Colors of Russia
By Shannon ZemlickaIllustrated by Jeni Reeves
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I take a low-key approach when talking with my daughter, Natalie, about her adoption. That’s why, in our household, books often precipitate conversations. Books about adoption, different types of families, and her birth country, Russia, intermingle with the many others lining Natalie’s shelf, stuffed in the basket at the bottom of the stairs, and piled on the table next to the couch. This non-fiction book about Russia is new to my "that’s the perfect segue…" stockpile.
One night, when Natalie’s daddy wore the fur hat he brought back from Russia when kissing her goodnight, he elicited squeals and giggles. He also provided the perfect opening for introducing Colors of Russia, by Shannon Zemlicka, and illustrated by Jeni Reeves, as bedtime reading: "It is winter in Russia—time to wear an ushanka (oo-SHAHN-kuh), a furry brown hat." Yellow represents the yellow palace near St. Petersburg; red, the Communist Party’s Red Army. The "colors of" theme captured Natalie’s attention. The two or three paragraphs of text per page were the ideal length to hold it.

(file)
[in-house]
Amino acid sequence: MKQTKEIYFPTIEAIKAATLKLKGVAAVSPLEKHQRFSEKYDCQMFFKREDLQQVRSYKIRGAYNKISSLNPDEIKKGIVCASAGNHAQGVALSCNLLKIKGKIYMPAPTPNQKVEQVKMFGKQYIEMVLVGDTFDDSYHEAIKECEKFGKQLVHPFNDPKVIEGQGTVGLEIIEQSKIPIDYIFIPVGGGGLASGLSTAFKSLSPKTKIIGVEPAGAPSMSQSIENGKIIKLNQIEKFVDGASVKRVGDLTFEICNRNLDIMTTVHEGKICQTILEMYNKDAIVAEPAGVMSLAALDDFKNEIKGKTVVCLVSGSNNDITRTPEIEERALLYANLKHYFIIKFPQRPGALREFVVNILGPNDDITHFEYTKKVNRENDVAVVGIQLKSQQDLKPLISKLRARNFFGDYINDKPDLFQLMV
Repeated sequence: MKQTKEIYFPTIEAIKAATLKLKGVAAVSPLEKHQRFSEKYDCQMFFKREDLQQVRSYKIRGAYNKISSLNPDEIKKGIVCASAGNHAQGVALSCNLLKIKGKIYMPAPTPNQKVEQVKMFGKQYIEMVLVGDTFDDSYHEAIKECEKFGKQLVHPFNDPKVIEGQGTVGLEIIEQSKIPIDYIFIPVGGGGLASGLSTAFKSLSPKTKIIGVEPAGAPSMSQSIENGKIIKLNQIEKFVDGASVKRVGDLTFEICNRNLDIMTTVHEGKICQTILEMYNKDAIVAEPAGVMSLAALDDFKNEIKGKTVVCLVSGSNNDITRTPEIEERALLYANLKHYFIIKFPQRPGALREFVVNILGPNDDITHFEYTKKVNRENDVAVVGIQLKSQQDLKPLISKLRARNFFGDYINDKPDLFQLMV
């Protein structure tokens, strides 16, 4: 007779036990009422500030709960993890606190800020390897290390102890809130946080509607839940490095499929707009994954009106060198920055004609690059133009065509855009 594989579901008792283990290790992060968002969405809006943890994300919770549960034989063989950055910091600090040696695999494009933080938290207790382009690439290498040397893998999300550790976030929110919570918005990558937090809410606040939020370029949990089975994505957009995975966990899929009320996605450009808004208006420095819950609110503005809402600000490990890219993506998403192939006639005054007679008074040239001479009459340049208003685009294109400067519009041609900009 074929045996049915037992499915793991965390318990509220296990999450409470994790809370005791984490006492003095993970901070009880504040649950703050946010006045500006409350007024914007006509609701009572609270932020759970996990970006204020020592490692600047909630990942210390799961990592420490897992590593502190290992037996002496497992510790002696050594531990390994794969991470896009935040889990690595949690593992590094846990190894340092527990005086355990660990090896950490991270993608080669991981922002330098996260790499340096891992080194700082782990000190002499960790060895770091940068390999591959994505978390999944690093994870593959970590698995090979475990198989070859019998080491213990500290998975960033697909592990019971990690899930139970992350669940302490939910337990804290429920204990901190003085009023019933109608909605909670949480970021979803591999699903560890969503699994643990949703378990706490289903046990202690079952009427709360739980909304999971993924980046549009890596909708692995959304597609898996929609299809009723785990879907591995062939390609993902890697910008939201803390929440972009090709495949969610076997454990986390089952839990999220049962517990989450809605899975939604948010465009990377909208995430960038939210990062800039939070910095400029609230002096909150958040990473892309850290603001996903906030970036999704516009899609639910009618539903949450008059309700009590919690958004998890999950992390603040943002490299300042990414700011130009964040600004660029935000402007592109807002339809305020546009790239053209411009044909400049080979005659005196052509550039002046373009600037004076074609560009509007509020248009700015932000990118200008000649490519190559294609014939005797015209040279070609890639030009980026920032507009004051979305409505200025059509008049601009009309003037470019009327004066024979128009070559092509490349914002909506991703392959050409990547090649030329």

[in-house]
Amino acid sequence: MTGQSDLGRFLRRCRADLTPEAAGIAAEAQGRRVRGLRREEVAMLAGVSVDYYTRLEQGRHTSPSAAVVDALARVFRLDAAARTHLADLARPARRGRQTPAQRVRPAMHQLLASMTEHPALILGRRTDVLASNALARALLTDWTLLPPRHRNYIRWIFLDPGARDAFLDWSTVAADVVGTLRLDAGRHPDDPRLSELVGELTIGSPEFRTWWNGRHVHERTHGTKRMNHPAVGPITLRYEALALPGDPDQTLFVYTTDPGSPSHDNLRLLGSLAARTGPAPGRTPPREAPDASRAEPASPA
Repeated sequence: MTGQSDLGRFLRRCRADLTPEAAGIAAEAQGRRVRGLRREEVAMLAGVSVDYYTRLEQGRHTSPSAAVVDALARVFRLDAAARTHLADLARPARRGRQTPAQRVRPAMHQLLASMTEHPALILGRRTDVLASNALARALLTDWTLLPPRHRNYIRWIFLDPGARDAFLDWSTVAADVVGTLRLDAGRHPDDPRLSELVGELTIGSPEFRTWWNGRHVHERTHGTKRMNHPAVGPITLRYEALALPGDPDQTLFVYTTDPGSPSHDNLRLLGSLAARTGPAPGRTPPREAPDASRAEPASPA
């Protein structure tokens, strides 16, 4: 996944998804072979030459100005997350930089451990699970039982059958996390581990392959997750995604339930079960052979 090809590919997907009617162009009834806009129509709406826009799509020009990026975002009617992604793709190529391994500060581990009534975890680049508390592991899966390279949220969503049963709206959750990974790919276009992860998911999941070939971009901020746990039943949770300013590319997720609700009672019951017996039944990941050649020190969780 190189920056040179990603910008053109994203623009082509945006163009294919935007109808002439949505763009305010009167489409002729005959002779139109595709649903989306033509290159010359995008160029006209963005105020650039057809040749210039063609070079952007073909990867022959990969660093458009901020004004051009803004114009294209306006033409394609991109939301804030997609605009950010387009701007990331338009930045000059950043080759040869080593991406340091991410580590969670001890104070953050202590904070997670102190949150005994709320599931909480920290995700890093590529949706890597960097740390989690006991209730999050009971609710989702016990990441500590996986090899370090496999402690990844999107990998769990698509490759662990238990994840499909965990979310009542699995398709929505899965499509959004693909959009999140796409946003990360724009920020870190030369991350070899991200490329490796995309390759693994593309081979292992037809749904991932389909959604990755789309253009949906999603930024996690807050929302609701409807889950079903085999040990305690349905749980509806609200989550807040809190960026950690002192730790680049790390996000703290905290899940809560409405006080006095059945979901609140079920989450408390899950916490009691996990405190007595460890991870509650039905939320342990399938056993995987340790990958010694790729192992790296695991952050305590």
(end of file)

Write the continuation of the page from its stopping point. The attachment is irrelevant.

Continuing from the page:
Reviewed by Kay Marner, a mother by birth and adoption. She works at the public library in Ames, Iowa.
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